Demetriou: When you teach empathy, it allows learners time to think about others’ perspectives. Having knowledge about anything is empowering, let alone about other people’s situations. The pupils also felt valued and respected through affording them a task that had life-threatening implications. This process encompassed their whole beings, dimensions they might not have known they had. One pupil said: “I didn’t know this was in me. I want to be like this every day.”
CNN: Today social and emotional learning tend to be kept separate from academic subjects. Is that a mistake?
Nicholl: Social and emotional learning should be integrated into every subject. In this case, it helped them see how the challenge went beyond a design problem. They could relate to people dealing with asthma and came up with better solutions as a result.
This goes against the more didactic approaches to teaching and learning, where children are passive receivers of information. In order to nurture empathy, kids need time to reflect on their work, and engage in meaning-making. As philosopher John Dewey said, “We don’t learn from experience. We learn from reflecting on experience.”
Demetriou: Curriculums can often be compartmentalized, and that is a shame. Children should be learning in a more holistic way, as we are, after all, multidimensional beings. Even in math and science, a bit of imagination and empathy can make those subjects more accessible and exciting.
CNN: Unfortunately, distance learning has taken away a lot of the social and emotional aspects of education altogether. What can parents do to make up for this loss?
Demetriou: We need to keep reminding children to always think about things from someone else’s perspective. How are they feeling? What are they thinking that made them behave like that?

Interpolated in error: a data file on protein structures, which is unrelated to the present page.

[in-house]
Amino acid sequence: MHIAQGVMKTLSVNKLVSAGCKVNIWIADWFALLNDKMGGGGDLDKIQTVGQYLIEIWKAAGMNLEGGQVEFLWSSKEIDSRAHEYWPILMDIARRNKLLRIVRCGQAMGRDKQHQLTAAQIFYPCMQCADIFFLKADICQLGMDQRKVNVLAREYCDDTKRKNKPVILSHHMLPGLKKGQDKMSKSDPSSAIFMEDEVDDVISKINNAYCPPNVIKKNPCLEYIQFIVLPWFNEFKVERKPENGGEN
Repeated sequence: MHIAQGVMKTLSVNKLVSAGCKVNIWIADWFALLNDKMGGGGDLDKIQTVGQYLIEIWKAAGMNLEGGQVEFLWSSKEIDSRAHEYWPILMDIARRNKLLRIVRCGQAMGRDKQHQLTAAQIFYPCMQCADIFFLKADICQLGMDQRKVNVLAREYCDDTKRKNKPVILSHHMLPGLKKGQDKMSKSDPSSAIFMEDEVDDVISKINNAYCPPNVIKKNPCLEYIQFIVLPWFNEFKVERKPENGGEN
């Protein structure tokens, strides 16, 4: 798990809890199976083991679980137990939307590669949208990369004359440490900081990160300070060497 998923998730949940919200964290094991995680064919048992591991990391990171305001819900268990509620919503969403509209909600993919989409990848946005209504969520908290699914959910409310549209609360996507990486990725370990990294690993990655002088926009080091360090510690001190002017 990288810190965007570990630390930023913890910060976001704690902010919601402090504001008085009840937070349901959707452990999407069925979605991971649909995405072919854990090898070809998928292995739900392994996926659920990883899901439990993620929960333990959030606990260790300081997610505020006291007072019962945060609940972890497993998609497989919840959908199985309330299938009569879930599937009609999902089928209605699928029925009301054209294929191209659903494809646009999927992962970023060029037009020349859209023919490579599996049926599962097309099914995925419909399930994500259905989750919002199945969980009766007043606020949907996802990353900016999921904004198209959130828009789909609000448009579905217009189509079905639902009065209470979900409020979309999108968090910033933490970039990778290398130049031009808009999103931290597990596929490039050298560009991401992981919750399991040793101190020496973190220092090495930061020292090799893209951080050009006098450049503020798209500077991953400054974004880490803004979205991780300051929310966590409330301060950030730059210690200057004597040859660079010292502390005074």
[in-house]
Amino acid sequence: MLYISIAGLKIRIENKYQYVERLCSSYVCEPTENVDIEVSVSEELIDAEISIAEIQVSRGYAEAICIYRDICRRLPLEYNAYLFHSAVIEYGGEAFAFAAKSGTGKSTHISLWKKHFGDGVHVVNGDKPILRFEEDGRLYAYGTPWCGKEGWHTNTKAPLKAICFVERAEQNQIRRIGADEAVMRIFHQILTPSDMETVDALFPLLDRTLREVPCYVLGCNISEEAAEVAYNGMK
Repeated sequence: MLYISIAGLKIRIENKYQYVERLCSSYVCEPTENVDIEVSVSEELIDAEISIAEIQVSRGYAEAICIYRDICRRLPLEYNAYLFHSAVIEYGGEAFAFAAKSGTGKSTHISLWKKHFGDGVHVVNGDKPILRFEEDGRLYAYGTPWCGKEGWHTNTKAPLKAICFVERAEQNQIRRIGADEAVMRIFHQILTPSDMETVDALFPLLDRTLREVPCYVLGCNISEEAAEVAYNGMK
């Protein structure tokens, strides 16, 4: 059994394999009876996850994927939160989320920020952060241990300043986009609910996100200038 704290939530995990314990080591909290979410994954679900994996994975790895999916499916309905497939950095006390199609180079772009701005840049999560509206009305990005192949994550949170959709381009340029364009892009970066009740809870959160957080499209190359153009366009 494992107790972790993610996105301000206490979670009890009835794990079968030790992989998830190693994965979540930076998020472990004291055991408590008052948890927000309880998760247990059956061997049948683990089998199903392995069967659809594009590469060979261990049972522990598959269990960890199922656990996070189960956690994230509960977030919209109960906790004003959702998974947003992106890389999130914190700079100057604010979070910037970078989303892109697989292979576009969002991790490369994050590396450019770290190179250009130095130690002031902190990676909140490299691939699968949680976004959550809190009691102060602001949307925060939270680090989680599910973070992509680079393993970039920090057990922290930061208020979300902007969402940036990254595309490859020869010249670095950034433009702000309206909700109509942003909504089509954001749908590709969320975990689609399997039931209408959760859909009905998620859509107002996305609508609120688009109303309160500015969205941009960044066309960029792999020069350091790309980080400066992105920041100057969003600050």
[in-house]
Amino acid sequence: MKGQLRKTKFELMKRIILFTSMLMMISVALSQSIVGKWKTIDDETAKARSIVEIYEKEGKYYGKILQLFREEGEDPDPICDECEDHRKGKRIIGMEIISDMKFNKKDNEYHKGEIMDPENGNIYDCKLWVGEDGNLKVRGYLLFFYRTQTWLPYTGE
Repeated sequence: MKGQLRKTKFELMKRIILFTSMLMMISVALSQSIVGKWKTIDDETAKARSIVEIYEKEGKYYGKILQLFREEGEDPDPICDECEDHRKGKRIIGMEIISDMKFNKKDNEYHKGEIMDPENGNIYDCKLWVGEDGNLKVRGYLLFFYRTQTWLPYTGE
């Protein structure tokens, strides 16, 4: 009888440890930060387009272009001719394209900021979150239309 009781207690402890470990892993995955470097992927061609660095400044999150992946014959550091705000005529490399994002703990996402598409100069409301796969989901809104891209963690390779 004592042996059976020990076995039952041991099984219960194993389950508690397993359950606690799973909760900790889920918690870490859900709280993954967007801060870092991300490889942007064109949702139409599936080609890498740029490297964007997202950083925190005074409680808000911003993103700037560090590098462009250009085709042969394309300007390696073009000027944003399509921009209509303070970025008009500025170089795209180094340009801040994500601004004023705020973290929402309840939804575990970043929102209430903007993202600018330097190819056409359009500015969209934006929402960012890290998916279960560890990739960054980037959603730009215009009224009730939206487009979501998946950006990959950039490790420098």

Reading helps, too. There is lots of research that shows that books can elicit empathy, and conversation about the characters and stories helps children see what it is like to experience life as another person.
Nicholl: Parents can also watch movies or news video clips and ask questions. Get them thinking about why others behave and act the way they do.
CNN: Should we be focusing on cognitive empathy, which is thinking about others; emotional empathy, feeling with others; or both?
Demetriou: Both. At least make people aware that we think in both these dimensions to different degrees.
CNN: In your paper, you point to research that shows we are born with empathy, but it can leave us if we don’t work on it. How do we ward off the potential decline of empathy?
Nicholl: In order to nurture it, you need to experience it in different contexts. The more you do it, the better you get at it.
Demetriou: Research shows that if you don’t use it, you lose it. So we need to keep promoting it and reminding people that this is an important and useful tool, one that can help us think outside of the box and not make erroneous assumptions about other people.
CNN: Let’s dig into the gender piece. You found that boys made more gains in emotional empathy, while girls made more gains in cognitive empathy. Is there a gender gap when it comes to types of empathy?
Demetriou: Yes, the developmental psychology literature typically shows that girls tend to be more emotionally empathic from early on. Research suggests that this is the impact of socialization.
What our research showed to me is that when you give boys the license to show emotion and show them how emotion is beneficial to the task at hand, they see how having and using emotions can be socially acceptable and useful. And with the girls, the fact that they were given the time and instruction to address something that involved cognitive perspective-taking gave them more confidence to take on the task.
If this type of learning can help girls and boys address the stereotypical imbalances for learning and life, then how wonderful is that?